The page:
I’m not remotely surprised. Meyer is more valuable than some mere wife: Buckeye football brings in about $60 million a year. Florida’s big football programs (UF, FSU, USF, UM and increasing UCF) are also big money makers, important for attracting students and donors. I may be increasingly uneasy about a game that sees women as insignificant and shrugs at violence against them, but the fact is football has defined American masculinity for 150 years. We haven’t evolved as much as we think. Here’s Teddy Roosevelt in 1903: “I believe in rough games and in rough, manly sports. I do not feel any particular sympathy for the person who gets battered about a good deal so long as it is not fatal.”

Emblazoned on the locker room wall at Ohio State there’s a statement of “values” including “Treat Women with Respect.” I await the day that becomes more than a slogan.

 

Diane Roberts
Diane Roberts is an 8th-generation Floridian, born and bred in Tallahassee, which probably explains her unhealthy fascination with Florida politics. Educated at Florida State University and Oxford University in England, she has been writing for newspapers since 1983, when she began producing columns on the legislature for the Florida Flambeau. Her work has appeared in the New York Times, the Times of London, the Guardian, the Washington Post, the Oxford American, and Flamingo. She has been a member of the Editorial Board of the St. Petersburg Times–back when that was the Tampa Bay Times’s name–and a long-time columnist for the paper in both its iterations. She was a commentator on NPR for 22 years and continues to contribute radio essays and opinion pieces to the BBC. Roberts is also the author of four books, most recently Dream State, an historical memoir of her Florida family, and Tribal: College Football and the Secret Heart of America. She lives in Tallahassee, except for the times she runs off to Great Britain, desperate for a different government to satirize.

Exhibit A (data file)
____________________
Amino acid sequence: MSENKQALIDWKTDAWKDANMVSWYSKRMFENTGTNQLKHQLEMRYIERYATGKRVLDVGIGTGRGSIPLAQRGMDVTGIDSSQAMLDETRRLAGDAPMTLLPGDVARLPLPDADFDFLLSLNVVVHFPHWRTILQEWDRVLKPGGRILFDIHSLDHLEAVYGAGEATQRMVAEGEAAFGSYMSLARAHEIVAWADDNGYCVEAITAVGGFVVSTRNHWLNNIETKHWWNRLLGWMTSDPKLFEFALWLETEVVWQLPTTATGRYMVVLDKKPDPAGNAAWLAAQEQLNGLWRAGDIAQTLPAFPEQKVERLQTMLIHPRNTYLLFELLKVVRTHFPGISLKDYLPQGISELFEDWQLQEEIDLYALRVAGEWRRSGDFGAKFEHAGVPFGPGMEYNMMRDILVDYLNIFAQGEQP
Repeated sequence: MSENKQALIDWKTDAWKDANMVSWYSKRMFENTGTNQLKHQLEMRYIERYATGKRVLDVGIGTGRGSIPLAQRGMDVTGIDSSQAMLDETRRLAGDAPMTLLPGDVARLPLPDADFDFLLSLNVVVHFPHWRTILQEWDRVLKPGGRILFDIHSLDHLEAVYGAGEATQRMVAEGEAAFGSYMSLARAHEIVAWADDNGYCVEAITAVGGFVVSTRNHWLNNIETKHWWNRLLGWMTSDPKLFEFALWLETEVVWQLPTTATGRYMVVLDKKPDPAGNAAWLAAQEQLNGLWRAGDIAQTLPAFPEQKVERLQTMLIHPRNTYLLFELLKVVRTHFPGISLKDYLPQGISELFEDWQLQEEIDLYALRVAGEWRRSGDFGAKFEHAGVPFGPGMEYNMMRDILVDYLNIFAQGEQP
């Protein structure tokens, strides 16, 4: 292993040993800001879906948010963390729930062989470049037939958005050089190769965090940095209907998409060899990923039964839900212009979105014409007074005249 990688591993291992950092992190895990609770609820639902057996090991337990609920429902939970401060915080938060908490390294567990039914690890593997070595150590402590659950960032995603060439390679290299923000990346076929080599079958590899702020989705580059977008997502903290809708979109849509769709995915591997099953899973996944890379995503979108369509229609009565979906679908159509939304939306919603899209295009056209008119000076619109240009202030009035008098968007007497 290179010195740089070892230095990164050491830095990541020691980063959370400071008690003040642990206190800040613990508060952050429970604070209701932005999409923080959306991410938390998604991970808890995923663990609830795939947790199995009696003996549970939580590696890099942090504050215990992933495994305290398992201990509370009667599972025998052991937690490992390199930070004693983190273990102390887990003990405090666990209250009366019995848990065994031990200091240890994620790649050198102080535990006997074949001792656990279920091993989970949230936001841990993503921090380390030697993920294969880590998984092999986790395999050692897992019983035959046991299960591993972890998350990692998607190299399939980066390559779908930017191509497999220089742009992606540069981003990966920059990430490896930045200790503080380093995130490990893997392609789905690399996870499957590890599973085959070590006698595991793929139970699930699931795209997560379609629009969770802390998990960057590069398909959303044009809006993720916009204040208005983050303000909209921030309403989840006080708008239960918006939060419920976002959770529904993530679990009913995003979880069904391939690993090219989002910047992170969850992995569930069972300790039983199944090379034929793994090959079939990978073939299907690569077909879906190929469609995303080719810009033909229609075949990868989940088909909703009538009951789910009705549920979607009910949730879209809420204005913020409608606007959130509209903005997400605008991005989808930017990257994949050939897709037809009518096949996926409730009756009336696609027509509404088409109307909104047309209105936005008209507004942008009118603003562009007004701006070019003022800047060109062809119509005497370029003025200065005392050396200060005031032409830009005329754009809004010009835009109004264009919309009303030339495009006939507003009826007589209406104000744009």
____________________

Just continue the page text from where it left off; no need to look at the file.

3 COMMENTS

  1. Great work. As a female college football fanatic I love the game and the atmosphere at a game. Most of the players I have met are nice guys but almost all of them have been told they are something special since an early age. It is easy for them to believe they are untouchable. They (falsely) learn to equate their self- worth win their wins and losses. To reach the level of play they all aspire to they must believe they are super stars.

    I agree that it is disturbing that those in charge of so much of these young men’s lives can just shrug off domestic violence allegations. Do they believe that by teaching them anger management techniques it will take away their edge on the field?

  2. As a UCF fan AND gradaute program advisor, I can suggest perhaps more universities should focus on academics at least as much as we do here. I’m not saying our football players don’t screw up, but I think our graduation rate is a point of pride even among our athletes, and I think it helps. I hope it continues! I love college football, and I have great concerns about what many of our young men learn both from playing and from watching the games and the athletes. We need our athletes to be true heroes.

  3. Great writing, Diane! Football players are just men that get paid way too much money. I know you are talking about college men but they are treated and groomed to have the mentality that they are above all rules of decorum.